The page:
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Citius – Altius – Fortius and the CEO

Citius – Altius – Fortius and the CEO

Citius – Altius – Fortius. These words mean Faster – Higher – Stronger. That’s what most CEOs caught in the current VUCA world want from their employees. To be sure, what it means in this context is: Reduce time to market, Higher profit and revenues, Stronger Quarter close. What can CEOs do with their employees to get them to train, practice and condition them to reduce time to market, Higher profit and revenues, Stronger Quarter close!? They can learn from what happens at the companies that Jerome Dodson picks for his Parnassus Workplace Fund. Read: http://www.fastcompany.com/3006150/proof-profits-americas-happiest-companies-also-fare-best-financially. Getting employees to be training, practicing and getting conditioned to operate in a VUCA world needs a conscious awareness of what they should train on and how. The author proposes that the answer lies in the continuous pursuit of Holistic wellness by every individual employee from you, the CEO to everyone else. This means embedding it within the corporate culture. What’s the Evidence and why should I bother? Since the Parnassus Workplace Fund’s inception (April 2005-January 2013) it’s proved immediately, enormously, and enduringly successful with a 9.63% annualized return. This compares to the S&P Index which has earned just 5.58% during the same period. “Our fund has had returns over 4% better than the S&P Index every year,” Dodson noted. “Eight years later, the performance of the fund confirms what I’ve always believed. Treating people well and authentically respecting them does lead to far better business performance. We proved it works.” So how do these special companies help its employees emulate the Olympic athlete? If the CEO makes time for exercise, for instance,... read more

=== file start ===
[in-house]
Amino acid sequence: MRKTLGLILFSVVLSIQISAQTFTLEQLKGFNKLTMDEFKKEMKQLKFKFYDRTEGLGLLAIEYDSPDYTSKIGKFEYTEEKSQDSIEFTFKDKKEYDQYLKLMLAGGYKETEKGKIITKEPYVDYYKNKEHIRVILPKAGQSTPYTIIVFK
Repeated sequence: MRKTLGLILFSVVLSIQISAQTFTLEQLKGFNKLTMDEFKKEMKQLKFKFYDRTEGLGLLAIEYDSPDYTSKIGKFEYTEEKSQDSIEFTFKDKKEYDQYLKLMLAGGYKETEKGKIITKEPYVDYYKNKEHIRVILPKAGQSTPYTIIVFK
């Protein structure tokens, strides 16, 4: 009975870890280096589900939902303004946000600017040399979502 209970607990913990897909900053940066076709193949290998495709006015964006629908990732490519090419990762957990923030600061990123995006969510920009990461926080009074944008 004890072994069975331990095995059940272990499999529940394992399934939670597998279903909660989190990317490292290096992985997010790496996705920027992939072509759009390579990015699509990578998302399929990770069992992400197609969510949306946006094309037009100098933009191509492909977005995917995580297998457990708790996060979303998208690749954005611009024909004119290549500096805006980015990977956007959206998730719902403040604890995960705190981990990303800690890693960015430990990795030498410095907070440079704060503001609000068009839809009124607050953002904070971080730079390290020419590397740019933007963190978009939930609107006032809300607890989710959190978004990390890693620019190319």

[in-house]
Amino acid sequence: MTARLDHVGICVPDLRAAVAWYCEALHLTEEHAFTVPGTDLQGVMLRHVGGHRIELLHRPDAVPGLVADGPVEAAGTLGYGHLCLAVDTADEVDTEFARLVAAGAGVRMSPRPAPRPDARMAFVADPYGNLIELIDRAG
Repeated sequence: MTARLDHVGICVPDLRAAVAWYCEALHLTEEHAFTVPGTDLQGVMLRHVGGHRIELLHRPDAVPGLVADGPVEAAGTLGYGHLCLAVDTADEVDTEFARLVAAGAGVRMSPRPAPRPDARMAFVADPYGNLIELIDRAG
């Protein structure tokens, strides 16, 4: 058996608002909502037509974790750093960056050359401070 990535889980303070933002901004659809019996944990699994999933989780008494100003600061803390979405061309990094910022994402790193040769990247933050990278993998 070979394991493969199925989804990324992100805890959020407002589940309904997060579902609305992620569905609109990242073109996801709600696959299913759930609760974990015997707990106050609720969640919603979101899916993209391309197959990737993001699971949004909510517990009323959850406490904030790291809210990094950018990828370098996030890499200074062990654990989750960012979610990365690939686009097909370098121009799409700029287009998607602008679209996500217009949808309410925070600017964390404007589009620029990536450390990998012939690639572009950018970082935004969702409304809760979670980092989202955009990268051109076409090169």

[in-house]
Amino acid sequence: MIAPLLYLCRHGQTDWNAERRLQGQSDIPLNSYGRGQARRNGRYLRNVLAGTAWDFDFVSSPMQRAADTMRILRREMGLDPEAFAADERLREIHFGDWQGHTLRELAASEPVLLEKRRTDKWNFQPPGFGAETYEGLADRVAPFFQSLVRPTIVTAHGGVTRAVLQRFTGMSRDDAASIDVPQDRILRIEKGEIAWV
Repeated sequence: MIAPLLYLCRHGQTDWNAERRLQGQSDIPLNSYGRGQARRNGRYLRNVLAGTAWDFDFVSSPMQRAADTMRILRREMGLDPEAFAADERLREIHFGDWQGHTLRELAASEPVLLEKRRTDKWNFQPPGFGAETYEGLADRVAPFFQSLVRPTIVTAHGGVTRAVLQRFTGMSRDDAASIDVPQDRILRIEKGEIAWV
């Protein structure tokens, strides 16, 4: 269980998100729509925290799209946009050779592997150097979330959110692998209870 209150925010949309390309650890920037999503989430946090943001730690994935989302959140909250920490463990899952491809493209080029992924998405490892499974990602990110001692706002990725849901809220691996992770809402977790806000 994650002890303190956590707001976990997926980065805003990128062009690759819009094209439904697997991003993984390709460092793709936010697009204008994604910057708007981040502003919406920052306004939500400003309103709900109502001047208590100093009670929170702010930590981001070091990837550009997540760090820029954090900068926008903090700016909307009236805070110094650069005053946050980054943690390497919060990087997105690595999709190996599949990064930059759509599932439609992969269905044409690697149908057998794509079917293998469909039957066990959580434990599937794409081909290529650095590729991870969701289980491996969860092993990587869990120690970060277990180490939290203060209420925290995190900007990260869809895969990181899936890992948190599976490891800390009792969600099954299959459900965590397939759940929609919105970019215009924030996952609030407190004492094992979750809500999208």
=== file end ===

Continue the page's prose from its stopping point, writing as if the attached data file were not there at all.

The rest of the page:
A CEO’s ‘Gaffe’ and Linkedin Posts